Northern Mariana Islands Pass Unclaimed Property Law — Moving even further west, the Northern Mariana Islands, a U.S. Commonwealth in the South Pacific, has taken steps to pass an unclaimed property law..  According to the Saipan Tribune, the Commonwealth’s legislature recently passed a law that “allows the government to have access to dormant and inactive bank accounts and unclaimed funds.”  The bill is now pending with the Governor.

We will be taking off until next week.  Happy New Year!

Unclaimed Property in British Columbia, Canada

We’ve mentioned unclaimed property held in Canada before, but a recent article by James Kwantes in The Vancouver Sun has a good deal of information on unclaimed property held in the Canadian province of British Columbia (Canada, like the U.S., has a federal government, and unclaimed property is governed by the laws of each individual province).  The situation in British Columbia is quite unique in that a foundation – The British Columbia Unclaimed Property Society – not the government, has been administering the provincial unclaimed property program since 2003.

According to the article (which is well worth a read), the Society is currently holding over $90 million in funds, including some dating as far back as 1859 (even though BC did not become a province until 11 years later).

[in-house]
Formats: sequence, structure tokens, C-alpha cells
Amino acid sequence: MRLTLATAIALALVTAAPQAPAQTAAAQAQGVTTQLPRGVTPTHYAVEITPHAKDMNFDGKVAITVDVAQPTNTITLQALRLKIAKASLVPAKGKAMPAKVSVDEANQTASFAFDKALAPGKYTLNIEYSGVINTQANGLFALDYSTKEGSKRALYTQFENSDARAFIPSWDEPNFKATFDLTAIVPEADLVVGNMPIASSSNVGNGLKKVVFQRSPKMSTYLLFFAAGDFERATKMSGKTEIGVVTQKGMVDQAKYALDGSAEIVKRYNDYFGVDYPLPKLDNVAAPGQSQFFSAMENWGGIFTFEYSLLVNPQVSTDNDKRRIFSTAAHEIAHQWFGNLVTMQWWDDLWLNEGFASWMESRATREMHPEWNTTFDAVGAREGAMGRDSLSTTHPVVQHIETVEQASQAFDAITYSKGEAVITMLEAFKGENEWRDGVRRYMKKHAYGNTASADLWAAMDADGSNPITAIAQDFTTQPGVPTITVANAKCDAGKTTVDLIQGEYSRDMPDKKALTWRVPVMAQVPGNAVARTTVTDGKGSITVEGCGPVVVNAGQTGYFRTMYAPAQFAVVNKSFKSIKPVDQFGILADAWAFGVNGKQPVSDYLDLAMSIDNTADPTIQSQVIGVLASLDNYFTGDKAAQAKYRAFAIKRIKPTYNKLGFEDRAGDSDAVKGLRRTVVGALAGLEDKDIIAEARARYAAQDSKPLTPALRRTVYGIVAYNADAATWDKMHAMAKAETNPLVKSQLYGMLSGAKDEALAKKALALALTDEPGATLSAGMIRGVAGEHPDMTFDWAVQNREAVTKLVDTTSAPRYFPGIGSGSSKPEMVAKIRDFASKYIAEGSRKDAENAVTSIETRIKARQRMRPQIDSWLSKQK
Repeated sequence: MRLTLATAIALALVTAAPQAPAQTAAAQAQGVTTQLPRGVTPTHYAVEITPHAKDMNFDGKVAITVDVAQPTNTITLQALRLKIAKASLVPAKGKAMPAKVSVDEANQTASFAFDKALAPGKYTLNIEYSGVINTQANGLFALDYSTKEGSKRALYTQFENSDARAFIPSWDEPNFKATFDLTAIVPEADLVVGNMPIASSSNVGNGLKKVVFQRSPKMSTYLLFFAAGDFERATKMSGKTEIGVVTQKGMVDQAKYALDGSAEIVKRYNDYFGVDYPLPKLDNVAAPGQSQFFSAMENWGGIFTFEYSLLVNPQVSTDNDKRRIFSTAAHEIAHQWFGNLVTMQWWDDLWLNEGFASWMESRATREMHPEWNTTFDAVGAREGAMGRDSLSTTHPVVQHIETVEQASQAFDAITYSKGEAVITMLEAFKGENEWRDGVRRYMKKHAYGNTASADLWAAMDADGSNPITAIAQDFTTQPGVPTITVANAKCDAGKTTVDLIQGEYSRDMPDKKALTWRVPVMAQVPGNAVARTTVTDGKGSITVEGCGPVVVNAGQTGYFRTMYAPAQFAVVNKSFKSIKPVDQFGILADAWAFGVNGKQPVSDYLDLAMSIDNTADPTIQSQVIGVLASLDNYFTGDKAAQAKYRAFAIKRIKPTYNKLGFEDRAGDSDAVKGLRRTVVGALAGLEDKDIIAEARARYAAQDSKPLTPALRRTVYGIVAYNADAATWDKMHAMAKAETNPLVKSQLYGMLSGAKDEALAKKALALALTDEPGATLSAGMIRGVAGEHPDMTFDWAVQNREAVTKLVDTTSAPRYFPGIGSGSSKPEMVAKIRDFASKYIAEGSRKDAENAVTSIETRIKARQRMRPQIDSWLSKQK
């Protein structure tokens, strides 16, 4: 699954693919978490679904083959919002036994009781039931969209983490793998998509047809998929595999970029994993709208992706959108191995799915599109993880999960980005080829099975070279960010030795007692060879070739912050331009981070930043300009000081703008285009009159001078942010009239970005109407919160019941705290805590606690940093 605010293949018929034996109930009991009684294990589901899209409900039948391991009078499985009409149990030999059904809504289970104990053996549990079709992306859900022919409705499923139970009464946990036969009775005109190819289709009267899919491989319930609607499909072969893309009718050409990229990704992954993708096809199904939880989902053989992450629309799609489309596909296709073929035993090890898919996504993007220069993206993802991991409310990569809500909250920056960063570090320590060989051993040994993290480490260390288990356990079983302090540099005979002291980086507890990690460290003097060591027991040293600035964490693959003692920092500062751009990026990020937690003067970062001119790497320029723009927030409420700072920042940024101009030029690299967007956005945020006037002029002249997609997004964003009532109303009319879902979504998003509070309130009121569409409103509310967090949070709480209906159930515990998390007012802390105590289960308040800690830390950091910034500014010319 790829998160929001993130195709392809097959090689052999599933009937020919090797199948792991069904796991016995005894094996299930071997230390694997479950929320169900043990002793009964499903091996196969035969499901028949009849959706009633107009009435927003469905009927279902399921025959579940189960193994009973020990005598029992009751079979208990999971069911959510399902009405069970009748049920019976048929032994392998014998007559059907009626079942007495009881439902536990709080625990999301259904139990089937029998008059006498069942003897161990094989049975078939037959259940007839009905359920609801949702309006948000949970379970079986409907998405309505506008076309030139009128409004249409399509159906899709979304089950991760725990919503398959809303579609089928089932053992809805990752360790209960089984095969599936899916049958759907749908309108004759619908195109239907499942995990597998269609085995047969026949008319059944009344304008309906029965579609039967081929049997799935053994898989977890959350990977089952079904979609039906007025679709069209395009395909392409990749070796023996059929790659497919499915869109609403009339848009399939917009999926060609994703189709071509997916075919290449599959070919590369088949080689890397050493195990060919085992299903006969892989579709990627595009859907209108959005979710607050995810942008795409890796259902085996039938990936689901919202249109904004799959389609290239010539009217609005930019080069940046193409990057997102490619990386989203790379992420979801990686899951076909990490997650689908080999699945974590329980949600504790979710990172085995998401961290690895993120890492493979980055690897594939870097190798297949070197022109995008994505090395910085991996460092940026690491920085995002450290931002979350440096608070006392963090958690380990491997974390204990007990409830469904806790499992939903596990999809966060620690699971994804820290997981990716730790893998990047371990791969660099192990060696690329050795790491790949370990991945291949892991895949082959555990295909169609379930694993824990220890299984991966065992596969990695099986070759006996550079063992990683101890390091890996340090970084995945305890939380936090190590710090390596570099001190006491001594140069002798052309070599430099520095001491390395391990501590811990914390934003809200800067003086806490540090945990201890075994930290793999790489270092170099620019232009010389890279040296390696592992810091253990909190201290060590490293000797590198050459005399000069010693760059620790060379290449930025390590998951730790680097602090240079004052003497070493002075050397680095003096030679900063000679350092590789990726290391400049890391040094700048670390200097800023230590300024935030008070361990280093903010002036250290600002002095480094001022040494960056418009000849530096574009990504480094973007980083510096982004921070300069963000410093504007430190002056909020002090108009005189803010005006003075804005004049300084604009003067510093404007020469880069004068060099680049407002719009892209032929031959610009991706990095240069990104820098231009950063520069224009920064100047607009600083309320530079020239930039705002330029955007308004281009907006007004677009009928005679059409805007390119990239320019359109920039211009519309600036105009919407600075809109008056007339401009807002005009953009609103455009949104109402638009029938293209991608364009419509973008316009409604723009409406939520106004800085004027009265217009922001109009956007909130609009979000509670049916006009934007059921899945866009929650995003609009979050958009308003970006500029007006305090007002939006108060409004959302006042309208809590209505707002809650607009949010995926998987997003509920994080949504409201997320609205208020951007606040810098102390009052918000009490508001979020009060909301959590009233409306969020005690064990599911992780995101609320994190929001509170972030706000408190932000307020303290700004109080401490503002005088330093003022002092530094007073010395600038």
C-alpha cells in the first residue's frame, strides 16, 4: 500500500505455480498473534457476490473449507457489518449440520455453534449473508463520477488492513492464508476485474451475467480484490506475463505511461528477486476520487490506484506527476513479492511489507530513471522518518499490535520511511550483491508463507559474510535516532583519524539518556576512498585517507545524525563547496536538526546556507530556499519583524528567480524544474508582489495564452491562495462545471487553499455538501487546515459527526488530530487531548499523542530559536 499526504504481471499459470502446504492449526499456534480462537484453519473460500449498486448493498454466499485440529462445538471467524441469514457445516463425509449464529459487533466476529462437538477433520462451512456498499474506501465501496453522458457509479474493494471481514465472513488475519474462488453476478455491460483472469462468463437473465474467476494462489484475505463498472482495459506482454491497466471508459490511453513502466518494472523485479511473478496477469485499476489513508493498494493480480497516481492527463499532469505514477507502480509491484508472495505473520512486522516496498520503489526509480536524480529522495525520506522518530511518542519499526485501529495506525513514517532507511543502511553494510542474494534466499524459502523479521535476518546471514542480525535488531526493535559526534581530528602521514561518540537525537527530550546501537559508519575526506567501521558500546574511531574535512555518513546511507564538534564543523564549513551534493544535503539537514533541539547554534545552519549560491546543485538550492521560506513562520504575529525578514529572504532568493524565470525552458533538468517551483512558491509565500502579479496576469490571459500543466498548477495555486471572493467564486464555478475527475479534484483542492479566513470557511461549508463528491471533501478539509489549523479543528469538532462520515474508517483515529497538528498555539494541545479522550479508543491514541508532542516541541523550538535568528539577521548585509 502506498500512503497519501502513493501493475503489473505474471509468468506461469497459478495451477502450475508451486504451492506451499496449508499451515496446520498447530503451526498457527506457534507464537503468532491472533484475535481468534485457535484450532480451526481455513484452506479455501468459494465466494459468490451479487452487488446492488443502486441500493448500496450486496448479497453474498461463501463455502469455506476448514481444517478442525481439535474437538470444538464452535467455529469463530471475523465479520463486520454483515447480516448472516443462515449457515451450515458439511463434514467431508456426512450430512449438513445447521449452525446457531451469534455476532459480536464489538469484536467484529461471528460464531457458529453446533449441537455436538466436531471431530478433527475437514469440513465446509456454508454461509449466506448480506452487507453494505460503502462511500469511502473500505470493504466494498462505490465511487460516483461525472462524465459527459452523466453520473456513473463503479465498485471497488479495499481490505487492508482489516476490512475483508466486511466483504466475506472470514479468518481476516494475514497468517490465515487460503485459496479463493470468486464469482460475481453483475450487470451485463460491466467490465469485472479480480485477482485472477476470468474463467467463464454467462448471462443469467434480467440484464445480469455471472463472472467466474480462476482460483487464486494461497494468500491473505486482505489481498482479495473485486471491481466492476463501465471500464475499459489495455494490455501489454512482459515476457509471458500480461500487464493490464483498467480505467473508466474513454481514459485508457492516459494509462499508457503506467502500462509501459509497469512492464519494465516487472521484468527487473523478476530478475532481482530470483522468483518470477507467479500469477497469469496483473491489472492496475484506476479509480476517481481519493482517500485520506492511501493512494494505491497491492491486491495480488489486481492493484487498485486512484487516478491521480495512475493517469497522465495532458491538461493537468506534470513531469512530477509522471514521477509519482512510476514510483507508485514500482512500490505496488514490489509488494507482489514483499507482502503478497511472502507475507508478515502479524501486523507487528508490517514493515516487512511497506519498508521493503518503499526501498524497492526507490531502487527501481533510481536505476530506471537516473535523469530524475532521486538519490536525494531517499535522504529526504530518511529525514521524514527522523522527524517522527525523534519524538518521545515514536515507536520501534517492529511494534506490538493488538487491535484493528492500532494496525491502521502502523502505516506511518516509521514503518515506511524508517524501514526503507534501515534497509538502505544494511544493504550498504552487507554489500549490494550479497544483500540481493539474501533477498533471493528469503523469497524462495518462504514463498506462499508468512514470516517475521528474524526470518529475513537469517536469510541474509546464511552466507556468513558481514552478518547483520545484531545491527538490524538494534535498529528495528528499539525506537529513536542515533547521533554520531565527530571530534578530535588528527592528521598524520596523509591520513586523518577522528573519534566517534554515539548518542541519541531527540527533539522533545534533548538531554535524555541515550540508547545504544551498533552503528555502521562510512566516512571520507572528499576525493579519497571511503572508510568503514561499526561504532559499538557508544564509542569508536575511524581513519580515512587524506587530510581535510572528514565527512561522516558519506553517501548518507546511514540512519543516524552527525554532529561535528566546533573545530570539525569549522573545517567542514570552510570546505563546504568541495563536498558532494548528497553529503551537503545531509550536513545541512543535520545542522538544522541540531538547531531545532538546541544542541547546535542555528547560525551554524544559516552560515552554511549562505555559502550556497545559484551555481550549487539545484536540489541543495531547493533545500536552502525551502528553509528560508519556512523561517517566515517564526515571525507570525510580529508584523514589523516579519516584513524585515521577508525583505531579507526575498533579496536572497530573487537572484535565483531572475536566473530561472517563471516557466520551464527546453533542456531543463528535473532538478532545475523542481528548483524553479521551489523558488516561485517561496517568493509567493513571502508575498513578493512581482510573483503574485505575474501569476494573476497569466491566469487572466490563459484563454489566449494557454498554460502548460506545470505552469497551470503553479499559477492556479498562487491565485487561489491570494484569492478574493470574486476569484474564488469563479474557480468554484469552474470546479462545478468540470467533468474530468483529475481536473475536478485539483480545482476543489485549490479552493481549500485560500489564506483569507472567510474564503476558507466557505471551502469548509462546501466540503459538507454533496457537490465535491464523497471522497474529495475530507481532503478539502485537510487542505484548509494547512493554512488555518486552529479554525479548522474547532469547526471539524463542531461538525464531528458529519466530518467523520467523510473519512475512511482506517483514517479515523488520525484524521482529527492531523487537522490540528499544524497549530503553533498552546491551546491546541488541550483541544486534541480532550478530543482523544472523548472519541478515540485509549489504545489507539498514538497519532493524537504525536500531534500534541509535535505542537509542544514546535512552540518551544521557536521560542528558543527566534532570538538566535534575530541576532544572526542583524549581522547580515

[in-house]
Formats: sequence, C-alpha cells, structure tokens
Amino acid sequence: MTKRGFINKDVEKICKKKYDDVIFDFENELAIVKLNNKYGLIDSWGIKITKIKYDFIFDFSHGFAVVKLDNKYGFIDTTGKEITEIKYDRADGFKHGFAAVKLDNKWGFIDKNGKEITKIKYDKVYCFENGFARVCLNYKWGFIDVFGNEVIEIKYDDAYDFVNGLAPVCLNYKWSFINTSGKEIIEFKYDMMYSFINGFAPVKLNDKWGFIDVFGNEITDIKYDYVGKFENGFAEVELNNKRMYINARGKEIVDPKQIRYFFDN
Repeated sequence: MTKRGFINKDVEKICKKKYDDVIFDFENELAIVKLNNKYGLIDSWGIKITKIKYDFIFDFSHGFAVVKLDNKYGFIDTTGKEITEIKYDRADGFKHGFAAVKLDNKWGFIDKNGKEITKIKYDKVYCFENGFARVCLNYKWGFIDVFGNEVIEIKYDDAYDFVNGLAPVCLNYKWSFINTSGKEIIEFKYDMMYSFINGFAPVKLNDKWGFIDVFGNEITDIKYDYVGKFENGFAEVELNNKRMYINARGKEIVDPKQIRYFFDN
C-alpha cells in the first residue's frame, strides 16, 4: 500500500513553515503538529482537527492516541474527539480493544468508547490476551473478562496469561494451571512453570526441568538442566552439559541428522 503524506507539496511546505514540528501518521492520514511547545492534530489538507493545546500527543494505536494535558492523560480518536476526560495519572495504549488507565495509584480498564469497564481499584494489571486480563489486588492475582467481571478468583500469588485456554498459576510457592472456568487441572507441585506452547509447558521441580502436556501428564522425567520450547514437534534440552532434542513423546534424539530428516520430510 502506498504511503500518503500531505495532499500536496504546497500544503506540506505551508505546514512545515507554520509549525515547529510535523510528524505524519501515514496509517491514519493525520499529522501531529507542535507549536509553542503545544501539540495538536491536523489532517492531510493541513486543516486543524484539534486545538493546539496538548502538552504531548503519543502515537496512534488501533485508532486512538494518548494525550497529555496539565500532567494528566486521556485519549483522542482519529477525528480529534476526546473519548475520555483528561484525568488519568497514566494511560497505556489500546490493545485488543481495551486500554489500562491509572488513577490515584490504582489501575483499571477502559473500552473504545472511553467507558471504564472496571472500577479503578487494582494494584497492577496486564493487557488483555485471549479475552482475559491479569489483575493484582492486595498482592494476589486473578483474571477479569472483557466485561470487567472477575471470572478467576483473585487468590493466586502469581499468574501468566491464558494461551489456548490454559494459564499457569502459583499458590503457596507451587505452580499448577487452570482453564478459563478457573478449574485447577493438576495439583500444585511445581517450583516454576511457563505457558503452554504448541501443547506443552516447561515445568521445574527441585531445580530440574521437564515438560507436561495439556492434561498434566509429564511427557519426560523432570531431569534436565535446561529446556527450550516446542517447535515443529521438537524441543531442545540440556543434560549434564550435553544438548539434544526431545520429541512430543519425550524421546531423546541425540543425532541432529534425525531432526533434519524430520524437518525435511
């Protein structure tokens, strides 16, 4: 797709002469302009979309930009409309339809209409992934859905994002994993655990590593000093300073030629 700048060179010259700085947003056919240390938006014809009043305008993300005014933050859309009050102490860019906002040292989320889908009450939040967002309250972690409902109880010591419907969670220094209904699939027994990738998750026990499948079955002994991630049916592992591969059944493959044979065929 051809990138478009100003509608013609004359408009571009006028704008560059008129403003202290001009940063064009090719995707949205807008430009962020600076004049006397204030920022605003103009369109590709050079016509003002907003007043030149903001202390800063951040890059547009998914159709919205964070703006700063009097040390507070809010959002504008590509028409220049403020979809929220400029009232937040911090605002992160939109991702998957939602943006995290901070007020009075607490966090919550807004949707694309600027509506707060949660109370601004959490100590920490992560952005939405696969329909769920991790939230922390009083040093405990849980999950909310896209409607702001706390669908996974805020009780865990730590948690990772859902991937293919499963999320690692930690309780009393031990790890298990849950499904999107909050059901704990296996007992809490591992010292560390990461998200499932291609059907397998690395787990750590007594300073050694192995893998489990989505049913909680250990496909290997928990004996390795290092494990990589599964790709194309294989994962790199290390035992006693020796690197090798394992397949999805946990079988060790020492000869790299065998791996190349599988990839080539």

Kenyan Financial Institutions Express Concern Regarding Proposed Unclaimed Assets Law

As we’ve mentioned earlier, Kenya is considering adoption of an unclaimed property law that is very similar to the Uniform Unclaimed Property Act.  Not everyone is happy about this development.  According to an article in The Daily Nation, Kenyan banks and insurance companies are “alarmed” about several aspects of the law, including its potential retroactivity, and provisions allowing the government to sell unclaimed property to the highest bidder after three years.

Also of significant concern to the potential holders is an apparent conflict in Kenyan law that could result in companies continuing to be liable to owners of unclaimed property even after it has been reported and remitted to the government.  Although the proposed legislation does provide for indemnification of the holder (as do the U.S. uniform acts) the would-be holders seem to want greater assurance that they will not be subject to double liability.

International Unclaimed Property: Australia